Robotic cystectomy safer than open cystectomy
Robot-assisted radical cystectomy with intracorporeal urinary diversion (iRARC) comes with lower perioperative blood loss and a shorter recovery period than open cystectomy (ORC), according to a recent Singapore study.
“Evidence supporting RARC with iRARC remains limited, with mostly case series. Herein, we compare the perioperative and oncological outcomes between total iRARC versus ORC for primary bladder carcinoma in a contemporary cohort,” researchers said.
Nineteen patients underwent iRARC (mean age, 63 years; 84.2 percent male), while 21 received ORC (mean age, 67 years; 66.7 percent male), for the treatment of bladder carcinoma. Neoadjuvant chemotherapy was more common in the iRARC group, as was the use of salvage surgery for radiorecurrent disease. Otherwise, the two cohorts were largely equivalent and required little propensity score adjustment. [Int J Urol 2020;doi:10.1111/iju.14300]
Patients in the iRARC group had significantly longer procedures (581 vs 446 minutes; p=0.03), during which they lost a significantly smaller volume of blood (397 vs 787 mL; p=0.05; hazard ratio [HR], 2.11, 95 percent confidence interval [CI], 1.26–3.52).
Length of stay (7.0 vs 8.3 days; p=0.55) and postoperative opioid administration (1.0 vs 3.0 days; p=0.11) were likewise nominally shorter in the iRARC vs ORC groups. Rates of minor and major complications, as well as of unexpected 30-day readmissions, were comparable between groups.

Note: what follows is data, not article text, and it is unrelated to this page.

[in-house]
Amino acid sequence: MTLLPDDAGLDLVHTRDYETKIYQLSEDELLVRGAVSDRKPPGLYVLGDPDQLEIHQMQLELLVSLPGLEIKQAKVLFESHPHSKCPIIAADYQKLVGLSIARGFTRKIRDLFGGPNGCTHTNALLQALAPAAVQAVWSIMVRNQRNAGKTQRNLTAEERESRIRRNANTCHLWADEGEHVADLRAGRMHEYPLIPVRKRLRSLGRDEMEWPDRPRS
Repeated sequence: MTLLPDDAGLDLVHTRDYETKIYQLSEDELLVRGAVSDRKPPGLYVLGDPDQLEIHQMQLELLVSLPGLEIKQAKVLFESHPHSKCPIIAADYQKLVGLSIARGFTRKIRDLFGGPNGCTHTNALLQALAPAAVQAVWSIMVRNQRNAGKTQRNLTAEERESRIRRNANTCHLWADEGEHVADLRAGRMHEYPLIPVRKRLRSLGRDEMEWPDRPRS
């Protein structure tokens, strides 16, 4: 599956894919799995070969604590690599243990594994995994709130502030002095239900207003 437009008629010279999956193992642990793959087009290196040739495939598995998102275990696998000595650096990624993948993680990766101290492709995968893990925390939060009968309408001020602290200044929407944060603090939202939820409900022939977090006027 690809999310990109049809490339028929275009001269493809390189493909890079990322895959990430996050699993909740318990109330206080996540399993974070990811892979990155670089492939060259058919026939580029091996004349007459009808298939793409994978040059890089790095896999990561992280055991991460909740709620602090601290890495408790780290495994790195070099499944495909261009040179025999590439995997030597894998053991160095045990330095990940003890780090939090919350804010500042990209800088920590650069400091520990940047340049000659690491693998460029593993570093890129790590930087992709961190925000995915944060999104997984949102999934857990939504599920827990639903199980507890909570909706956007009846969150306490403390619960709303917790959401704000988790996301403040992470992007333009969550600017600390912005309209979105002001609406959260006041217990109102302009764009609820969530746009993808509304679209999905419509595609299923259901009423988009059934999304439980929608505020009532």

The relative advantage in iRARC safety was not accompanied by compromises in efficacy. The average lymph node yield was 29, which was not significantly worse than the 34 yield in ORC patients (p=0.23). Pathological outcomes were likewise similar, with 52.6 percent and 47.7 percent of the iRARC and ORC patients at ≥T3 disease, respectively (p=0.85).
The iRARC procedure conferred a better recurrence-free survival duration than ORC (37.5 vs 21.4 months), with a difference that was of borderline significance (p=0.09). Overall survival was likewise nominally better with iRARC (43.0 vs 35.3 months; p=0.14). All patients achieved negative margins.
“The present study expanded on the current literature by evaluating the added benefit of iRARC compared with ORC in the setting of a standardized [enhanced recovery after surgery] protocol,” the researchers said. “The propensity-matched analyses ensured comparable patient demographics and tumour characteristics, which could invariably impact outcomes.”
Important limitations of the present study are its nonrandomized design and the lack of a longer-term follow-up. The oncological efficacy of iRARC relative to ORC was assessed for only up to approximately 33 months, and thus could have missed important outcomes that might arise thereafter.
However, the researchers pointed out that their intermediate-term efficacy findings would likely be representative of future trends. “Despite lacking a longer follow-up period, it remains unlikely that long-term oncological effectiveness will diverge, given the comparable pathological outcomes in both groups.”
“The favourable perioperative and oncological outcomes support the implementation of iRARC as a reasonable alternative approach for treating bladder cancer in centres with a modest workload,” they added.